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It won't be looking a lot like Christmas in Mitchell anytime soon. The National Weather Service forecast calls for a high temperature of 45 degrees today in Mitchell, then a high of 51 degrees Friday and 57 degrees Saturday. If the temperature Saturday actually reaches 57 degrees, it will be the warmest the city has been since Nov. 4, when the temperature hit 58 degrees. It is unlikely, though, the high temperatures this week will set any records in Mitchell. The high temperature record in the city for Dec. 11 is 65 degrees, set in 1968; for Dec. 12 is 59 degrees, set in 1939; and for Dec.
If Santa Claus is coming to town, he may want to bring a hard hat. The city of Mitchell's Christmas tree sits behind orange and white barriers on East Sixth Avenue, directly south of the Corn Palace. The ongoing renovation at the Corn Palace prevented the tree from being placed in the courtyard across from the city-owned tourist attraction, where it was last year, Mayor Ken Tracy told The Daily Republic on Tuesday. "It's probably not the ideal location, but under the circumstances it's one that will serve us for this year while we're under construction," Tracy said.
Joe Pengitore arrived in Mitchell five years ago with an idea and not much else. Pengitore, 64, wanted to start a place where children could come play and spend time with other children, rather than playing by themselves. He bought a building, located at the corner of 10th Avenue and Sanborn Boulevard, more than two years ago and started Ark Ministries. "I wanted to provide a place -- a safe, Christian atmosphere -- where children can come and play in groups," Pengitore said. On Monday, the first day the facility was open, the shelves were stacked with board games and movies.
The officer who shot and fatally wounded a woman in an incident Nov. 8 at the Quality Inn in Mitchell feared for his life because she pointed a gun at...
LAKE ANDES -- Students from Andes Central High School in Lake Andes came to Mitchell on Thursday with the future on their minds. The students, 54 in all, spread out after they arrived as they took the opportunity to job shadow at one of 14 businesses and organizations in the city. Donna Veurink, the school's counselor, told The Daily Republic she hopes the job shadowing helps the students decide which careers they want to pursue -- or, which careers they might want to avoid. "There is such a wide range of careers out there," Veurink said.
PLANKINTON -- In the glow of the National Christmas Tree, lit for the first time Thursday night in Washington, D.C., there hung little pieces of South Dakota on a smaller tree not far away. Those pieces, which included stones from the Badlands and quartz from quarries near Sioux Falls, served as ornaments on a tree representing South Dakota.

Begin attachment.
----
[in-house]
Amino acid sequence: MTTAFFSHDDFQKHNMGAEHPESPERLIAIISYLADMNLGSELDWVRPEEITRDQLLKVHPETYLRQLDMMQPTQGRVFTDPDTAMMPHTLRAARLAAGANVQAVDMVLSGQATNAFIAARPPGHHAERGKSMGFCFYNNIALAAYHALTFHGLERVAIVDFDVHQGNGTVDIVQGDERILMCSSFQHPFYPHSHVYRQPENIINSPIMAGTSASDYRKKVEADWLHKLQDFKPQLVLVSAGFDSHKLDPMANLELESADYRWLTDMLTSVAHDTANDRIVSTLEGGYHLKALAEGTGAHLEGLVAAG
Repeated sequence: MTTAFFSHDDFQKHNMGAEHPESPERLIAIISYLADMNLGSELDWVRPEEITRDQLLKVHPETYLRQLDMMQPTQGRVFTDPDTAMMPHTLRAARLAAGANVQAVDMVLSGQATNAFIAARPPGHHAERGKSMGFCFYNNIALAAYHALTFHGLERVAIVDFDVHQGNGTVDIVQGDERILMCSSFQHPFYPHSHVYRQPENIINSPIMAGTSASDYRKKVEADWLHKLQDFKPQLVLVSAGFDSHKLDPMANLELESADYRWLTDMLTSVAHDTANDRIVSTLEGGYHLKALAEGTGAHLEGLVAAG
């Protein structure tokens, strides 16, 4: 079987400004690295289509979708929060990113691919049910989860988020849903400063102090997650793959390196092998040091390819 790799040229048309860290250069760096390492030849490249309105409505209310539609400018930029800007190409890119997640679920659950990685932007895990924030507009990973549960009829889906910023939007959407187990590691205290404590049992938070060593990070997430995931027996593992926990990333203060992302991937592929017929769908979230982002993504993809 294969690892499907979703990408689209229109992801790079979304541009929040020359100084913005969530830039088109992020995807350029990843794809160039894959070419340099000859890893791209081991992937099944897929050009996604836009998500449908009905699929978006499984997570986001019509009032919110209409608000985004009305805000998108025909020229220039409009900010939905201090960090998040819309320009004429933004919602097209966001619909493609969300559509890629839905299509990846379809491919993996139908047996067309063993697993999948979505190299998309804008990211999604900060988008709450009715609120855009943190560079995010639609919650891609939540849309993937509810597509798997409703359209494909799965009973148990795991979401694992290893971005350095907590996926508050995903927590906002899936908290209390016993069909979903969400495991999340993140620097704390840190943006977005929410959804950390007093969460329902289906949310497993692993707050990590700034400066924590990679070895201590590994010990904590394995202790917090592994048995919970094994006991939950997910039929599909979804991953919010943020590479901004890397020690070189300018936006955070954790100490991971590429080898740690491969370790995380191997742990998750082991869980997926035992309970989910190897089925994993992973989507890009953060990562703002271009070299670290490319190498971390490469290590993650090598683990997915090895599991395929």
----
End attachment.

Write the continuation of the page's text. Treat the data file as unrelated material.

The shortage of skilled workers remains the most important issue affecting businesses in South Dakota, David Owen, president of the South Dakota Chamber of Commerce and Industry, said Wednesday. Owen, who spoke during an event at the Ramada Inn in Mitchell, said the state needs to take steps to address its shortage of workers with the skills to fill the jobs that are in demand, which include many manufacturing positions. "You don't just grab somebody who is walking in the park, hand them a welding rod and tell them lunch is at noon," Owen said. The solution will require a change in the perc
There have been no cases of Ebola in South Dakota, but health officials in the state are still preparing to deal with patients who could potentially have the disease. State Epidemiologist Lon Kightlinger said during a Wednesday conference call with other health officials that there have been three travelers to the state monitored for Ebola, but all three were low risk and finished the mandatory 21-day monitoring period without developing any symptoms. "We're ready, able and willing to receive any more arrivals," Kightlinger said. There have only been four confirmed cases of Ebola in the U.S
CORSICA -- The busy rush of Black Friday and Cyber Monday is over.
The Mitchell City Council plans to vote at its next regular meeting on a proposed increase of the sewer and water rates charged in the city. The increase would raise the usage rate for water by 30 cents, to $3 per 100 cubic foot unit. It would also increase the usage rate for sewer by $1.05, to $2.95 per 100 cubic foot unit.